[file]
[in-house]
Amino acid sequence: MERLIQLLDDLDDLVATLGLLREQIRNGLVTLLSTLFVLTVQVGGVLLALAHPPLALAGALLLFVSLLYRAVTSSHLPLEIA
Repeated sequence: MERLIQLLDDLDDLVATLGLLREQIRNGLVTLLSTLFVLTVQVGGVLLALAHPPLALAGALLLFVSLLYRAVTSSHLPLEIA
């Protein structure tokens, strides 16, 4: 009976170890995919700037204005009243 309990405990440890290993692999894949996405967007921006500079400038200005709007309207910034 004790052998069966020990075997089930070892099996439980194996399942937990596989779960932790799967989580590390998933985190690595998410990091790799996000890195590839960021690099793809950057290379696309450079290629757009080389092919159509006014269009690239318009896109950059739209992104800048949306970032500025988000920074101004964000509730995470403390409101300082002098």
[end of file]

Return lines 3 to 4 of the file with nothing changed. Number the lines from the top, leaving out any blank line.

Repeated sequence: MERLIQLLDDLDDLVATLGLLREQIRNGLVTLLSTLFVLTVQVGGVLLALAHPPLALAGALLLFVSLLYRAVTSSHLPLEIA
């Protein structure tokens, strides 16, 4: 009976170890995919700037204005009243 309990405990440890290993692999894949996405967007921006500079400038200005709007309207910034 004790052998069966020990075997089930070892099996439980194996399942937990596989779960932790799967989580590390998933985190690595998410990091790799996000890195590839960021690099793809950057290379696309450079290629757009080389092919159509006014269009690239318009896109950059739209992104800048949306970032500025988000920074101004964000509730995470403390409101300082002098």